Over the ensuing years, Dodgson became a regular in the black market and even dabbled in poaching himself. In 2017, his acquisition team slipped onto Isla Sorna and made off with a cargo of dinosaurs, bribing the U.S. Coast Guard for safe passage into American waters. From here the animals were shipped to Biosyn Valley, where they formed the first generation of dinosaurs in the sanctuary. The dinosaur black market took off the following year after a major poaching operation on Isla Nublar took dozens of animals to the mainland as well as DNA samples from a wide range of creatures, and as the underground trade grew, Dodgson became more and more invested in it.
He forged connections here just as he did in the legal world, particularly with a broker named Soyona Santos. She emerged after the events of 2018, rising to power in Malta where she was a queenpin of the Amber Clave night market. At her beck and call she had all manner of poachers and smugglers, including the skilled pilot Kayla Watts, who Biosyn frequently contracted for dinosaur transport outside the law. Turning to the black market greatly increased the availability of prehistoric animals Biosyn could acquire; not only could they obtain creatures without any of the red tape involved with taking them in from the government, they also had access to species that were only available this way. With the animals and technology for creating them out in the world, Biosyn was not the only entity cloning brand-new species, and most of their competitors were selling on the black market. Dodgson could arrange to buy new animals before anyone else, and if those species were instead liberated from the underground by the authorities, Dodgson could offer their rescuers a place to send them too. Playing both sides of the black market meant that Dodgson had more opportunities than ever before. There is also significant evidence that Dodgson was selling Biosyn assets on the black market as well.
This is not to say that Dodgson and Santos trusted each other. Far from it, in fact; both knew that the other had independent motives and would act in their own interest first. Dodgson, having been burned by supposed allies before, was reluctant to make payments upfront and would often delay paying Santos for her services. Santos made it very clear she did not approve and considered it a sign that Dodgson was no real ally to her. Both continually made shows of power to the other, trying to establish that they were the one in control. While Dodgson made it look as though they were on equal footing, the reality was that he would be weaker without Santos’s assistance, and she had plenty of clients other than him.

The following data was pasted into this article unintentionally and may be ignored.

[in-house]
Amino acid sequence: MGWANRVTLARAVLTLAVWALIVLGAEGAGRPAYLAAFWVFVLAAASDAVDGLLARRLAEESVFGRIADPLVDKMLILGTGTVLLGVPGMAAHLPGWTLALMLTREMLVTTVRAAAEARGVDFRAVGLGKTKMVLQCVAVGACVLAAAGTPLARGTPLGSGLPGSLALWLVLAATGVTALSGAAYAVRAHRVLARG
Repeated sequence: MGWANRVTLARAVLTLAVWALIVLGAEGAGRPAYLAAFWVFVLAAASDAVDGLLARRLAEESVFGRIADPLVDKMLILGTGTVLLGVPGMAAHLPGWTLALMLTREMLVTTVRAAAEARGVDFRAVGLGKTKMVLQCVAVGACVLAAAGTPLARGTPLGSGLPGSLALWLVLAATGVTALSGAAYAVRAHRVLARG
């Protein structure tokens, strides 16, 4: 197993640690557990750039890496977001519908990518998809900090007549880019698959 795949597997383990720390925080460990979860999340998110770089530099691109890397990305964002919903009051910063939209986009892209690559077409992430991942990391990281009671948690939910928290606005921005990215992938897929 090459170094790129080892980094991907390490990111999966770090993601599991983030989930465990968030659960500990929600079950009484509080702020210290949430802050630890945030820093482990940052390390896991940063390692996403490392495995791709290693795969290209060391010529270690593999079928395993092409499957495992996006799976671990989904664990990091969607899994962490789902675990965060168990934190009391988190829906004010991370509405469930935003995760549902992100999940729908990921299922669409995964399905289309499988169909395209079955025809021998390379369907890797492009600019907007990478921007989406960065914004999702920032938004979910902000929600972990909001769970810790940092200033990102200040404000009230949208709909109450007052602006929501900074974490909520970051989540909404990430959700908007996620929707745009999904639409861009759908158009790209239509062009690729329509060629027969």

One of the biggest operations he pulled off with help from his criminal allies was the kidnapping of Maisie Lockwood and Beta the Velociraptor, a necessary evil for ending the hybrid locust plague. A few layers of obfuscation were employed to make it harder for potential witnesses to trace the crime back to Biosyn. First, Santos was contracted to locate and capture the two targets and ship them to Biosyn. She would not be going herself; instead she determined the targets’ potential location and hired poachers and traffickers to catch them, working in to parallel teams. The team targeting Beta was led by Rainn Delacourt, while the team targeting Maisie was led by Carolyn O’Hara. This second team was the one which actually knew about Biosyn’s involvement, and consisted of only two people. Delacourt had no idea what Santos planned to do with their targets once they were caught.
Beta was handed off to Kayla Watts, who flew the young raptor to Malta to make a handoff to another smuggler working for Santos. Maisie was transferred from O’Hara to Santos directly, and then chauffeured to a hangar where a Biosyn jet would take her the rest of the way. Watts was unaware of Biosyn’s involvement, nor what Santos wanted with Maisie. After all the handoffs were concluded and both Maisie and Beta were on the way to Biosyn Valley, Santos discovered that Maisie’s adoptive parents were in pursuit and warned Dodgson; however, if he wanted her to fight them instead of making her immediate escape, she required another payment. He begrudgingly complied. However, Watts had felt uneasy about letting Santos take Maisie and after encountering her parents she decided to help rescue the girl. Dodgson faced yet another betrayal, and despite extreme measures taken to stop Watts, this time he finally failed.
Brilliant evolutionary geneticist Dr. Henry Wu had been the secret to InGen’s success up until the events of 2015, after which point he was on the run from the law facing charges of bioethical misconduct. When Dodgson learned of the wanted man’s probable location in 2018, he made it a priority to secure him. By that time Biosyn had made such advances in genetic engineering that they might have even surpassed Wu, but even so, the man’s genius would be of great benefit to Biosyn, and he could even prove valuable in finally succeeding with Hexapod Allies. Dodgson had Wu tracked down and made him an offer via proxy, ensuring that Wu never learned about Dodgson’s previous infiltrations of InGen—some of which Wu was directly involved with.